Manuel Castells

Using secondary research, Castells (2001) points out that the Internet has largely been appropriated by social practice. In other words, its primary function is as a tool; not necessarily as an autonomous space, in contrast to some of the early literature from Rheingold and Perry Barlow.

Castells concludes that overall, the Internet seems to have a positive effect on sociability and increases exposure to more types of information, which may have secondary effects on sociability. Castells also questions the overall conceptual approach to the Internet’s effect on sociability. He believes that the question needs to be situated within the context of patterns of sociability in society, to insert its effects into the overall evolution of patterns of social interaction.

Castells points to the work of some urban sociologists, including Barry Wellman, who showed that networks substitute for places as supports of sociability both in suburbs and in cities for many years. Castells believes that the definition of community used in much of the discourse on virtual communities is overly reliant on a spatial factor.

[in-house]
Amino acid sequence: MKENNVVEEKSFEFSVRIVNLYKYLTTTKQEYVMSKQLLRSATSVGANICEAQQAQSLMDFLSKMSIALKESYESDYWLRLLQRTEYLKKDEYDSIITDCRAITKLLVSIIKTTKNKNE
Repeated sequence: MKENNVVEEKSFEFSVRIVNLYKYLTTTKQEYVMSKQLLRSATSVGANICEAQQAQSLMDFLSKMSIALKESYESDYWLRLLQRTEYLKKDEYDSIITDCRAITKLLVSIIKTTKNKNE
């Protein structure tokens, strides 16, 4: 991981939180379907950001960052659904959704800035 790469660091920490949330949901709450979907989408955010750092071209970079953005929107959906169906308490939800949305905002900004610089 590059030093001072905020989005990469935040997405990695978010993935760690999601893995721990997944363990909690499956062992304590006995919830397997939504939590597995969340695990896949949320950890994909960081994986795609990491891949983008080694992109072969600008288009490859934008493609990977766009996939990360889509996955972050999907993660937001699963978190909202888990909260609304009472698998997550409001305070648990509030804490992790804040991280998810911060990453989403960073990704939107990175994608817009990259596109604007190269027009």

He refers to Wellman’s definition, that “Communities are networks of interpersonal ties that provide sociability, support, information, a sense of belonging, and social identity.” According to Castells (and Giddens, Putnam, Wellman, Beck, etc.) there is an emerging system of social relationships focused on the individual, which Castells refers to as networked individualism.

Network individualism, he adds, results from the individualization of the relationship between capital and labor, between workers and the work process; induced by the disintegration of the nuclear family; and sustained by new patterns of urbanization.

The Internet works to facilitate weak ties and under certain conditions can create new weak ties in one’s social network. Online communities are ephemeral, more like “networks of sociability,” according to Castells. The Internet can also help maintain strong ties at a distance. Overall, the Internet provides a good tool for the diffusion of networked individualism as the dominant form of sociability.